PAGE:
Tourist First

Travel notes and advice from around the world. Above, the daily flight from Managua at the San Carlos, Nicaragua, airstrip.

Saturday, July 21, 2018

Italy: Ancient Rome

Looking toward the Palatine Hill from the Forum. The Forum was the center of life
in Rome during the republican period as well as during the empire. Its basilicas
were the shopping malls of their day, and its temples sometimes did double duty
housing government administrators.
The Temple of Saturn
in the Forum also served
as the treasury for the
Roman Empire.
Rome isn't the oldest city in the world, but it may exceed all other cities in promoting its past and in making ancient ruins accessible. Where was Julius Caesar killed? Somewhere near Largo de Torre Argentina, where you can now see the ruins of three temples and Pompey's Theater. Where did Caesar Augustus live? You can see the ruins of his villa atop the Palatine Hill (the hill supposedly chosen by Romulus for founding the city; his brother, Remus, supposedly preferred the nearby Aventine Hill, now a residential neighborhood across the Circus Maximus from the Palatine). The Pantheon, the Colosseum and countless other sites let you touch ancient Rome.

During our six weeks in Rome during spring 2018, Jane and I never lost our fascination with the many reminders of a long-lost world. Our apartment, in a tiny neighborhood tucked between the Palatine and Capitoline Hills and the Forum, was a short walk from the Circus Maximus and only a slightly longer walk from the Colosseum. We could not have been more embedded in ancient Rome.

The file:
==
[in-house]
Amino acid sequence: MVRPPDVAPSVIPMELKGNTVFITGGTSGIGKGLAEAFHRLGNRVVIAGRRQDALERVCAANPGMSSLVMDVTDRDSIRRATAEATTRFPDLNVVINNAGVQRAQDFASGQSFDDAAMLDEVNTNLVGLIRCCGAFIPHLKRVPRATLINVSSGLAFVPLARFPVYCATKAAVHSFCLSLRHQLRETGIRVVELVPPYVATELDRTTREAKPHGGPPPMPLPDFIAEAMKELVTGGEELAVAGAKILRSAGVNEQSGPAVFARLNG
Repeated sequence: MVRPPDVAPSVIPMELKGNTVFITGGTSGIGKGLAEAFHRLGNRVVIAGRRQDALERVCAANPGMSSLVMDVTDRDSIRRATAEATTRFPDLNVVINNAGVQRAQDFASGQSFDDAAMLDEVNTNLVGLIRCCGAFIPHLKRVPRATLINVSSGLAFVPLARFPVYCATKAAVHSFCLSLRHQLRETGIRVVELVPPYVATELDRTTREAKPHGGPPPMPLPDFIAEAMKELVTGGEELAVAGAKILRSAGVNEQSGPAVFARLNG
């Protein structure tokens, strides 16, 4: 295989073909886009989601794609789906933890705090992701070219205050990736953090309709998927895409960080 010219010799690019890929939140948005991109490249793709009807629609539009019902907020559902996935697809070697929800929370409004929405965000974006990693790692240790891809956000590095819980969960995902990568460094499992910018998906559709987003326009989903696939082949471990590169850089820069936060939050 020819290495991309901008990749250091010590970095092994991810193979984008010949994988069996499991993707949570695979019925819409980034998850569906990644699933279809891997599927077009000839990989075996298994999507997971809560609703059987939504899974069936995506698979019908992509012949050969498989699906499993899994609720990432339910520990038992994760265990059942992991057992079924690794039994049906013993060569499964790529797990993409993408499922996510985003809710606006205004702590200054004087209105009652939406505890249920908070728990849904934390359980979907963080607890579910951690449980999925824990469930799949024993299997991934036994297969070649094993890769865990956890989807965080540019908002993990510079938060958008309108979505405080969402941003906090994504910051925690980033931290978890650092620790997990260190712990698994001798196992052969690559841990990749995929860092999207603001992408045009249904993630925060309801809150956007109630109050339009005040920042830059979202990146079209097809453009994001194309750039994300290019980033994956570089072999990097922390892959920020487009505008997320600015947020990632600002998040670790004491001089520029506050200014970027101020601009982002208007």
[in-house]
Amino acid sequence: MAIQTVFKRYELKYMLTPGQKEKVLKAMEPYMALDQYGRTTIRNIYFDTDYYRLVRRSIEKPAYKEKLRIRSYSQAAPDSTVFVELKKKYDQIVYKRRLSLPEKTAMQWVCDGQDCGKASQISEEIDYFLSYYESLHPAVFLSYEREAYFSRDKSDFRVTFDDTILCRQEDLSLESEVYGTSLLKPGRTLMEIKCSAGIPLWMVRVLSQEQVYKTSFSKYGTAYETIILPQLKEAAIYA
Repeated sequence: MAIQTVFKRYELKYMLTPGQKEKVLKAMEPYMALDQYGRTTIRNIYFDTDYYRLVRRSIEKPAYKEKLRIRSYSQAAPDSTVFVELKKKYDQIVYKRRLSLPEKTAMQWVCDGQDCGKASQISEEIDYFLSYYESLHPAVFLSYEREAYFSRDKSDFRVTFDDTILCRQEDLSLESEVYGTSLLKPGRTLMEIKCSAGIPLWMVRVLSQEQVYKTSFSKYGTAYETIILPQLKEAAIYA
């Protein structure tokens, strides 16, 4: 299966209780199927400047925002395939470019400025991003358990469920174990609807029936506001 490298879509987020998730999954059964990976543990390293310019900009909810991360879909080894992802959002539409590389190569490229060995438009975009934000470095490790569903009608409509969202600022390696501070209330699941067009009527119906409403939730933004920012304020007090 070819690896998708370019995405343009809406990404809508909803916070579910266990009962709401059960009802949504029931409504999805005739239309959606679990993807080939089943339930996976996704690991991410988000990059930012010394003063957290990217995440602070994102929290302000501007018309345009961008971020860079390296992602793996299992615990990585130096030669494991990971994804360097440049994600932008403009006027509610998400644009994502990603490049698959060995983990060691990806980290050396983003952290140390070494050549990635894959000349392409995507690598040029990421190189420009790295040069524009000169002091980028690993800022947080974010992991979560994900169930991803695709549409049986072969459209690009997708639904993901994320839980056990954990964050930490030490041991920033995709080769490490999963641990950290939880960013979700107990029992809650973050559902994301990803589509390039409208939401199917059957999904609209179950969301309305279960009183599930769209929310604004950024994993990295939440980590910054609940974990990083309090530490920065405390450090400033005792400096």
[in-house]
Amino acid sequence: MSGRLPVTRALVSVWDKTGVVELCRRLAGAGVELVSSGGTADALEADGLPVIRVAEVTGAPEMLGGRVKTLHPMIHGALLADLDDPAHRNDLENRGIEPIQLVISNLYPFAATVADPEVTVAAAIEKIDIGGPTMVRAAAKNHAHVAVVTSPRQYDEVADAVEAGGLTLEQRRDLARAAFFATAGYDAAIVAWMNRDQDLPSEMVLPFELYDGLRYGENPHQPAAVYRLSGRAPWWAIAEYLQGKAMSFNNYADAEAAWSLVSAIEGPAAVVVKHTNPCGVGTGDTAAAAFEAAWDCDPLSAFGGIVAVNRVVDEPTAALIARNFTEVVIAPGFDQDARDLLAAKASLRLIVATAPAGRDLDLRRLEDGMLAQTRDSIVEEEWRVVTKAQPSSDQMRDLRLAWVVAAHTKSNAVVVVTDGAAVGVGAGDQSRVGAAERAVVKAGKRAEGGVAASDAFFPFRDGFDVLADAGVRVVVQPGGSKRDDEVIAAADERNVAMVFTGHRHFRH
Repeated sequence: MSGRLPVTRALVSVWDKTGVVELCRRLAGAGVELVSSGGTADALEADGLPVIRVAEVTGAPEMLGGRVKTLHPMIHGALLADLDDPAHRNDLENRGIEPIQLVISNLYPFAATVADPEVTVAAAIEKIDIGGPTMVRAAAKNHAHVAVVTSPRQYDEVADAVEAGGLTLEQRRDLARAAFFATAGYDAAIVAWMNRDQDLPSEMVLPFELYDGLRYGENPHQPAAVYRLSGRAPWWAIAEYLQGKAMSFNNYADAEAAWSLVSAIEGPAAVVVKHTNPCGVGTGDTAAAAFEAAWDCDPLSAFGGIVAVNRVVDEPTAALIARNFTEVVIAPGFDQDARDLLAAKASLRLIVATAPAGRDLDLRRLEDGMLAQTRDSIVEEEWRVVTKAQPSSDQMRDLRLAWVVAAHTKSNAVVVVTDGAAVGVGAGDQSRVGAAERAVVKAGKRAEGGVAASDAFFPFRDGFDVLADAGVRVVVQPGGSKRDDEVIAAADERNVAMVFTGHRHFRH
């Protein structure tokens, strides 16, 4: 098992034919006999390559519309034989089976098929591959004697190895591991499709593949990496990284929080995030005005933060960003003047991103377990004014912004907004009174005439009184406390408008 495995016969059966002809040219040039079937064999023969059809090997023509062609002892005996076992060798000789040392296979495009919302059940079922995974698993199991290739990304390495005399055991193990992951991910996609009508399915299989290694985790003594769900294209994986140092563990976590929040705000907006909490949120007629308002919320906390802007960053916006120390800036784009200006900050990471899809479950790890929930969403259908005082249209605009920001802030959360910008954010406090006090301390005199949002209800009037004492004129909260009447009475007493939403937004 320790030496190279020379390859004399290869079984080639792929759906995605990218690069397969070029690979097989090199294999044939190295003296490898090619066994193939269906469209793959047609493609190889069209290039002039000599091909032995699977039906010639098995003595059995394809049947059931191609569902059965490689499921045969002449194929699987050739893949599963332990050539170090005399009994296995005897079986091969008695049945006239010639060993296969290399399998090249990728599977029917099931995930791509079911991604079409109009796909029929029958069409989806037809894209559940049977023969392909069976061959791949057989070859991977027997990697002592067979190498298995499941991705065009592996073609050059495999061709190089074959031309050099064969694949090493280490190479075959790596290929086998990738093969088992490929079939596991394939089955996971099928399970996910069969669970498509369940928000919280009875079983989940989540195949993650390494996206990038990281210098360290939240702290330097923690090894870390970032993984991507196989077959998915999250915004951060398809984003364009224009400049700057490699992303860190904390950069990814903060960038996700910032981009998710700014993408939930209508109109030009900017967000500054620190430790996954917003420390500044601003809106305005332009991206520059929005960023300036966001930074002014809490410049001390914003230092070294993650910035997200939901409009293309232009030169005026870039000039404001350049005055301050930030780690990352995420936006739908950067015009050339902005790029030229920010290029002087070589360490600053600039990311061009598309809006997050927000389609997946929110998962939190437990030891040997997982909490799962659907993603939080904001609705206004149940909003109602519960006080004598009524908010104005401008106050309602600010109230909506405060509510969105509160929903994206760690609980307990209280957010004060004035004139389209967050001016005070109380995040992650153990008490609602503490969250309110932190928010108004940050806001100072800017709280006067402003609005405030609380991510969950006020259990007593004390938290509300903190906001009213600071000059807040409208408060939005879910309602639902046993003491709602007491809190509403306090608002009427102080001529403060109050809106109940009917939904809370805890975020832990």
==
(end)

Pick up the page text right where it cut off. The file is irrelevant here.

For the itinerary of our three-month visit to Italy, click HERE.

The Forum's Temple of Atonini and Faustina was saved when
it was converted for use as a Christian Church. 

The very old and the relatively new coexist in Rome.
Here the Colosseum is seen from a "modern" city
 street. You should know that the only new construction
allowed in central Rome since Mussolini 's time is the
 building protecting the Ara Pacis Augustae (Altar
of Augustan Peace).
The Ara Pacis, buried and forgotten for centuries, now is enshrined and protected
in its own small museum designed by the American architect Richard Meier. 
Faces of Roman Emperors stare back at museum visitors at Palazzo Massimo, which houses
Rome's greatest collection of classical period art.
"Boxer at Rest" is a bronze from the
second or first century B.C.E. He is still
wearing his boxing gloves (more like
brass knuckles) as he sits after
a fight. At Palazzo Massimo. 
The fourth-century C.E. Giana Quadrifronte Arch is surrounded by buildings centuries newer than it. Sit outside
at Anima Mundi, our favorite bar, and this is what you look at. It was built to provide shade for tradesmen and later
was used as a fish market. Its marble cladding has long been removed, along with the marble
busts that once filled its many niches. This was a block from our Airbnb apartment.
History in Rome is often found in layers. This is a second-century C.E. temple to Mithras,
a Persian god at the center of a male-only cult that was a rival to early Christianity. In the
center is an altar and on the sides are stone "couches" where worshipers would
recline. This temple, one of hundreds that once existed in the city, was in a private
home. Around the fourth century, as Christianity was on the rise, a church, the
Basilica of St.Clement, was built above the house. In the 12th century, the basilica was
in bad repair and unstable; it was filled in with rubble and a new Basilica of St. Clement
was built above it. Today, you can go into the 12th-century church (modified and redecorated
over the centuries), and descend into the excavated 4th-century church, where frescos and an altar
still exist. Descend further, and you're in the similarly excavated private home, again with some
decorative elements remaining, and on your way to the Mithraeum.


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